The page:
Now, I know that The Poly’s usual audience doesn’t generally include game designers (well, unless you’re in the GSAS program), but this notebook space is for whatever the author wants it to be. So today, dear reader, you get to receive a rant on an unfortunate problem in games today: achievements that restrict gameplay.
The idea of achievements has been around for a while. The first system to popularize them was the Xbox 360, when “Gamerscore” was first introduced. I have no problem with the concept of achievements (even achievements that are mind-bogglingly difficult to accomplish). In many cases, they add to the game experience by rewarding the player for succeeding or exploring.
Where I take issue is as I said earlier: when achievements restrict how I play the game, there’s a problem. Obviously, achievements don’t actually prevent you from playing the game how you want; they’re optional by nature. But I, like many gamers, am a completionist. If a trophy is within reach, I will go for it.
This presents problems in certain cases. Take, for example, the newly-released Bioshock Infinite. The game (which is great, by the way; you should play it) has achievements for defeating your enemies in a variety of ways. The player is rewarded for achieving a certain number of kills with every type of gun, performing melee executions, and just about every other “special” type of combat.
Why is this bad? Well, to a completionist like myself, these seem to be “easy” achievements—it’s not too hard to just use a shotgun instead of a machine gun. However, as I have heard quite a few people say, the plot is a bit on the short side, and there are only so many enemies to go around. This means that, rather than selecting the best tool for a given situation, I feel pressured to only use weapons that will earn progress towards the achievements—even if it is strategically disadvantageous or simply less fun. For example, I was quite enjoying a certain melee strategy, but the achievement for melee executions caps off at 20. I still had plenty of weapons to get through, so I stopped using what (to me) was the most enjoyable play style, making the game less fun. For a game in which the player is allowed to make several plot choices and then see their decision play out later (like sparing a person’s life and seeing them appear in the subsequent level), the lack of choice in the combat system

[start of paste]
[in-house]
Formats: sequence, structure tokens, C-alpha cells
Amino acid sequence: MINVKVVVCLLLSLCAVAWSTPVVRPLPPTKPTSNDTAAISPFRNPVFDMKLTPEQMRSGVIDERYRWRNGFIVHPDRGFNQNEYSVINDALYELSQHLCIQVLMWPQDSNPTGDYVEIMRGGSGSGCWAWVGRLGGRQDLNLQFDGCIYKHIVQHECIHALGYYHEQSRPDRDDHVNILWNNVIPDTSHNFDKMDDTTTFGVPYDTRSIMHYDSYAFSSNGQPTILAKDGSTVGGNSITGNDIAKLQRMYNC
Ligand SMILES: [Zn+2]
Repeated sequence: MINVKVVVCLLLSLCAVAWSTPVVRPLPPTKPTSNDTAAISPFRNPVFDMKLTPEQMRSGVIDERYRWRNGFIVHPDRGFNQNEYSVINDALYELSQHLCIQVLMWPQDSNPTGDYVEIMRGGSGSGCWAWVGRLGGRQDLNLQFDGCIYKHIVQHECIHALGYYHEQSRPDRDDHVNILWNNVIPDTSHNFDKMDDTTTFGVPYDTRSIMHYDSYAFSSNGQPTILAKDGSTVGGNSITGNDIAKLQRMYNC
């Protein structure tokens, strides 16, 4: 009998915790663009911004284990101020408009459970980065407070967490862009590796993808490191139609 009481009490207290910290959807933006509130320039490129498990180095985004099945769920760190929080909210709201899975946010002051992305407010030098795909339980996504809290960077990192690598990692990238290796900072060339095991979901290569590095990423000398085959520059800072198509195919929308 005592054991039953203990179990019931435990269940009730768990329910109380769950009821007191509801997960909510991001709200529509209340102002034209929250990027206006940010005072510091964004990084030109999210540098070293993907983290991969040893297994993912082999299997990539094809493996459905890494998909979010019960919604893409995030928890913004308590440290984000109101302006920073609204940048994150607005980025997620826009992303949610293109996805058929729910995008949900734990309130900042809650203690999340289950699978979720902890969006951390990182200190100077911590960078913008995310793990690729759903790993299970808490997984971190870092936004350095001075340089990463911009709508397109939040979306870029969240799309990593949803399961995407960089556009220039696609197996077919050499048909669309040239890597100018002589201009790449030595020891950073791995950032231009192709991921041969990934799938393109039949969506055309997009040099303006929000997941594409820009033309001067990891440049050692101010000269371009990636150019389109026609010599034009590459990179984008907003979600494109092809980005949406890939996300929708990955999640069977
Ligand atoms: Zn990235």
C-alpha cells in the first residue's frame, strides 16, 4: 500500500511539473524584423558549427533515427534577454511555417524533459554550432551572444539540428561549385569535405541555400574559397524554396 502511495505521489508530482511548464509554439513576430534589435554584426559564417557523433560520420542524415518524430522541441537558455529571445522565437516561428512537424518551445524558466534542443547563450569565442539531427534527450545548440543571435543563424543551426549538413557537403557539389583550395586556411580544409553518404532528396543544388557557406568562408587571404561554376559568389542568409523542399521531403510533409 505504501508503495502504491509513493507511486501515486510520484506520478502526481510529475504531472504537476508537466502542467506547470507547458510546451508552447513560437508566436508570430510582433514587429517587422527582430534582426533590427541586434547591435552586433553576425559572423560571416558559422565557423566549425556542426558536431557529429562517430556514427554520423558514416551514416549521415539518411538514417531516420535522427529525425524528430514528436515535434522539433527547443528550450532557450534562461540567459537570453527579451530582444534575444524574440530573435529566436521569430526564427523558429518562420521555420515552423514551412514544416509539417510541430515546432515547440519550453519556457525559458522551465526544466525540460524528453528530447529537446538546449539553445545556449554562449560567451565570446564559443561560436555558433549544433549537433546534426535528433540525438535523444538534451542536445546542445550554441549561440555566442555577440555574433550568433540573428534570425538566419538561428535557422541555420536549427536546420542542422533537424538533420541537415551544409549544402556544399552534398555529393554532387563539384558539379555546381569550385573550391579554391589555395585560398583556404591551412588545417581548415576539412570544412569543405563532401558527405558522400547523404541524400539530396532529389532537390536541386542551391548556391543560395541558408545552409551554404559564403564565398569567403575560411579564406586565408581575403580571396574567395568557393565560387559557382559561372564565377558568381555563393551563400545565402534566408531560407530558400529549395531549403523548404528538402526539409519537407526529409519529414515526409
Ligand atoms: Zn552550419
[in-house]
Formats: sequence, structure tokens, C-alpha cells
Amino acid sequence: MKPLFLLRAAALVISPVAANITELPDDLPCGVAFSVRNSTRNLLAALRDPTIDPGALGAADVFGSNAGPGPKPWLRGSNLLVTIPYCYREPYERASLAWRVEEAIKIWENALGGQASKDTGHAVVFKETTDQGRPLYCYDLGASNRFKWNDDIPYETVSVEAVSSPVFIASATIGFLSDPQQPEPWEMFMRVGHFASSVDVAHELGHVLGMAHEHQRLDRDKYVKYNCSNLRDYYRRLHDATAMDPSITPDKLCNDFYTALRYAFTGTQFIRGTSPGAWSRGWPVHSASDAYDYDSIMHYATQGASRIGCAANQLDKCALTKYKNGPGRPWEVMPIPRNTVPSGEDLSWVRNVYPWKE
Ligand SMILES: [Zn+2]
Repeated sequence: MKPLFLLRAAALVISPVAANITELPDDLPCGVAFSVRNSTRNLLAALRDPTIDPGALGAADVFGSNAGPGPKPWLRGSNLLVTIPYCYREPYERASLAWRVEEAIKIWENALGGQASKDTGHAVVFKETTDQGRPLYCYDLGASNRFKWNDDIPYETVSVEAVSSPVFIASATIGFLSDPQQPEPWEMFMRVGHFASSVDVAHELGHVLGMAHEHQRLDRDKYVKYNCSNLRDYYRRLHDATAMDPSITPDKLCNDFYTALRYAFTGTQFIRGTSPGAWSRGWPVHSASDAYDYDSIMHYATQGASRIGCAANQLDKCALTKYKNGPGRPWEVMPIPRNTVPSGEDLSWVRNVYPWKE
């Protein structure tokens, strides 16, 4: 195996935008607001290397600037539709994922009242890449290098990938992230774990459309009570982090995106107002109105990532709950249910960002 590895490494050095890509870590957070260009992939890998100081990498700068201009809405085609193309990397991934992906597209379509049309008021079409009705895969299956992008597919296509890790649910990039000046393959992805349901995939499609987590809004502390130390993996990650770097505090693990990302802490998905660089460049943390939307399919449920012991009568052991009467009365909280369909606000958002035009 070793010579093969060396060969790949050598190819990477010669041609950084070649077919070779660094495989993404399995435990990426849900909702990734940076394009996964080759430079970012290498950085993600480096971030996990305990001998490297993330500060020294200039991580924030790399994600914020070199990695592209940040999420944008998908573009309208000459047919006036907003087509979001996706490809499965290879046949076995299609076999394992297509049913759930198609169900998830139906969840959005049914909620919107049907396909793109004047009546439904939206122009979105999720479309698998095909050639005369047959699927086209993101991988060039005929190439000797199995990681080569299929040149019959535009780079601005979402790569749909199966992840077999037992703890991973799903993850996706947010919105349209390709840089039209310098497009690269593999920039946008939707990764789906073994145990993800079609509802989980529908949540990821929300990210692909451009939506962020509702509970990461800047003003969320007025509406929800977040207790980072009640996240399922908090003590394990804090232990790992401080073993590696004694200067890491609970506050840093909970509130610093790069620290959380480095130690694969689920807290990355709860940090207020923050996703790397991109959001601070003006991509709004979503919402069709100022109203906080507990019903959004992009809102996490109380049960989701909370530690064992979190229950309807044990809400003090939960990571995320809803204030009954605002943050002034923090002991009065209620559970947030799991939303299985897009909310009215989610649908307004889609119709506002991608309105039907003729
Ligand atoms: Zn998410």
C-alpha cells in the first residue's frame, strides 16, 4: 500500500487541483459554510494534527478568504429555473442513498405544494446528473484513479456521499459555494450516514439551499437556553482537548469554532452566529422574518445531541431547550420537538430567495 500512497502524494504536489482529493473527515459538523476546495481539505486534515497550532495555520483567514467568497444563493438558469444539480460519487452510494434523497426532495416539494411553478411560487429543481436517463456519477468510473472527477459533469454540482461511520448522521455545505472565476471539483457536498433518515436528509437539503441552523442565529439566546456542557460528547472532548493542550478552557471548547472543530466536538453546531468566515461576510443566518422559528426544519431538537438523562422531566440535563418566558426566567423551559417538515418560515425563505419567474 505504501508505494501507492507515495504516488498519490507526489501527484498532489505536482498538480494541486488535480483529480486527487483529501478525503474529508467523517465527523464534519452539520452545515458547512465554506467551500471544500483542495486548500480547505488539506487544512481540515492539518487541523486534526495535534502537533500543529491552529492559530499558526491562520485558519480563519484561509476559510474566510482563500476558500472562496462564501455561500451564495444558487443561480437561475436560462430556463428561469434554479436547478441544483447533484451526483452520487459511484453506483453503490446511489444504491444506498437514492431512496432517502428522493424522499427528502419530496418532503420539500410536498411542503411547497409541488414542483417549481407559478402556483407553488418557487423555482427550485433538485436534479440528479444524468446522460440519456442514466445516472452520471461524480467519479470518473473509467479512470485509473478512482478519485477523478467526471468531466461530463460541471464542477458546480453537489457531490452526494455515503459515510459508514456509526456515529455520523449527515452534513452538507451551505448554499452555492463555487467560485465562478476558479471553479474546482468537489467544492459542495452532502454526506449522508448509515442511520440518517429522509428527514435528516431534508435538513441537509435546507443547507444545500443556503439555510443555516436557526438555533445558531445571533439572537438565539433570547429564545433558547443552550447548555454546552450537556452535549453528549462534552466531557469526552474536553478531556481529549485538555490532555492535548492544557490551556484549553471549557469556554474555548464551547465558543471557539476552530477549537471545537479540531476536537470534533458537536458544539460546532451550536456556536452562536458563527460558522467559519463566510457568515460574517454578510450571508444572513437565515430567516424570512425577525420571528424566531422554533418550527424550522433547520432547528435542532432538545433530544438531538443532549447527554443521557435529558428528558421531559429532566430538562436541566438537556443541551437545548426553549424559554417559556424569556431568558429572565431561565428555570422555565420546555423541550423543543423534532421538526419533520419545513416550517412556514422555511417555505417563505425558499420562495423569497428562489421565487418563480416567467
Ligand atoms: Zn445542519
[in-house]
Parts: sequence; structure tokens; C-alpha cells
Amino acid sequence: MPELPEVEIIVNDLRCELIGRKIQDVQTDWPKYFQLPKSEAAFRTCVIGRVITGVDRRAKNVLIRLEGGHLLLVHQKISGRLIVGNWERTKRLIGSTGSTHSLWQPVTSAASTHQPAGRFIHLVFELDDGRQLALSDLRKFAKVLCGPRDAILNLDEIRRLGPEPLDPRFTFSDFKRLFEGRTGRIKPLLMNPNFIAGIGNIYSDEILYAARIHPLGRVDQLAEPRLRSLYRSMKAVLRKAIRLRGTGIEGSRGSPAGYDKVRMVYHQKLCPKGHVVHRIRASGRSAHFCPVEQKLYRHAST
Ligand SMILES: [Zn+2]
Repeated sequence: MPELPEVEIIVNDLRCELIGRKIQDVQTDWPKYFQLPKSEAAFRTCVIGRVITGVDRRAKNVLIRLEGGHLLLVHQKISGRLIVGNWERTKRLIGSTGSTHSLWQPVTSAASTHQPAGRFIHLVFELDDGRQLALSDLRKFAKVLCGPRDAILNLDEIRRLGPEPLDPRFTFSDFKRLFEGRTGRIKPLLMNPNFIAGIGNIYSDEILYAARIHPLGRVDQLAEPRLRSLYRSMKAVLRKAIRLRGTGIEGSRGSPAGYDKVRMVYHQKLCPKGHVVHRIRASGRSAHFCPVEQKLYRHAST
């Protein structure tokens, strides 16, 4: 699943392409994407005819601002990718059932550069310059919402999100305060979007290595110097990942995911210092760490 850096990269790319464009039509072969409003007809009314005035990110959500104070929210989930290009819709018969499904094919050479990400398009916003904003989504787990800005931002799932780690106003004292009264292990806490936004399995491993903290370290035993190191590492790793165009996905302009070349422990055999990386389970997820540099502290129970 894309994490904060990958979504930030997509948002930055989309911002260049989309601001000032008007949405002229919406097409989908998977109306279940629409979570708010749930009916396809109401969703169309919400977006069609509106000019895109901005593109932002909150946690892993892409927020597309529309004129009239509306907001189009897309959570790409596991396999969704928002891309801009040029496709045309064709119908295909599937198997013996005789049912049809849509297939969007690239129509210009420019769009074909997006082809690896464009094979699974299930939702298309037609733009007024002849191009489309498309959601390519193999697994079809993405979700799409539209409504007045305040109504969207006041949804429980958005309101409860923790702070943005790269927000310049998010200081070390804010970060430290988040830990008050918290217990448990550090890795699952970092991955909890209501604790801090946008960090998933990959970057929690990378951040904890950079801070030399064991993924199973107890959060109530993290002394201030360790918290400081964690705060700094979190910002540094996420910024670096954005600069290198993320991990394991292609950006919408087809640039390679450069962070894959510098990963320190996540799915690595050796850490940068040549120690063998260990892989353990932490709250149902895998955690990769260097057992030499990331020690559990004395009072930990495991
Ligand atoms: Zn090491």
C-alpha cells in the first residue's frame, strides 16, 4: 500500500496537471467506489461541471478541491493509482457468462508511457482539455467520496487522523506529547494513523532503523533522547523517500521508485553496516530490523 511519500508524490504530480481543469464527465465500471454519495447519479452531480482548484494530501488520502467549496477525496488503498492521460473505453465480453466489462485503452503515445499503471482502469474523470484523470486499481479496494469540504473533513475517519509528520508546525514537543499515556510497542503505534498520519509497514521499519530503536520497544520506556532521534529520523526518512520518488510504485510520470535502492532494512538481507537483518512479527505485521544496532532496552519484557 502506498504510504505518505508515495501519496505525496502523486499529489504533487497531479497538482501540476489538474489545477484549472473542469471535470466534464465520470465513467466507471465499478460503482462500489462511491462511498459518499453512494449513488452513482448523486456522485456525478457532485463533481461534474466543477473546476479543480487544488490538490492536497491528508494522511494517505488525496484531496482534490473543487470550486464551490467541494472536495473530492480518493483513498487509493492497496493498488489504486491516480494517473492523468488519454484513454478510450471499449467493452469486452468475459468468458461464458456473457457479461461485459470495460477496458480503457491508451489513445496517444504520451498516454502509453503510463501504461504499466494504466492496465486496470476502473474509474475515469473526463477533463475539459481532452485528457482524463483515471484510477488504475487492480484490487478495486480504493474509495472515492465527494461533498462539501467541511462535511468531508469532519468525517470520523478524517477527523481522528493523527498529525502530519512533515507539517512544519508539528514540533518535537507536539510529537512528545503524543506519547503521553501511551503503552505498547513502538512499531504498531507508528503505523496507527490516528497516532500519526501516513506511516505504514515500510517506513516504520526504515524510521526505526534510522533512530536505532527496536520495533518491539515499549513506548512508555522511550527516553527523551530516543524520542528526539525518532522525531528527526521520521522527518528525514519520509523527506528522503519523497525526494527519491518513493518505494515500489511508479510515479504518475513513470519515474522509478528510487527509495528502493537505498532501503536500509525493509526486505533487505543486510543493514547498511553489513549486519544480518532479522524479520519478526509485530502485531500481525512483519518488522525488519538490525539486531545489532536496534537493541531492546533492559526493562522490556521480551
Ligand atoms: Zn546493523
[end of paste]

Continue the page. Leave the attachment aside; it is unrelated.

is a bit out of character.
This sort of thing can be (and has been) done better. Borderlands 2, for example, has a “challenge” system separate from game’s achievements. It, too, rewards the player for using each type of weapon. However, challenges can be “reset” once maxed out, so if I want to use only assault rifles, I can do so without missing out on the “Badass Points” present in the game.
Or one could compare Bioshock to something like Deus Ex: Human Revolution. Deux Ex also has an achievement that determines how one plays the game—the game challenges the player to go through the entire campaign without killing any enemies (a feat attained by only 2.5 percent of players). Despite what it may seem like, this is better than Bioshock’s weapons rewards. Why? Because of both size (one achievement compared to over a dozen) and difficulty (really hard vs. seemingly easy). I’m fine with ignoring a single trophy that is almost impossible to achieve, but when presented with several low-hanging fruits, it’s hard to resist.
Now, here is the point where I conclude this piece, because I’ve rambled too much. And what better way to conclude than by generalizing the point I’m trying to make? Here’s what you should take away from this, if you’re a game designer: optional extras should not dictate how people enjoy your game. I’ve seen far too many completionists whose experience is negatively impacted by spending too much time focusing on trophies. Hell, as the creator of an online game, I’ve even been a part of the problem before. So trust me, or else you’ll end up with angry people (like myself) ranting about nothing on the internet (or in print). And everyone cares about what’s said on the internet, right?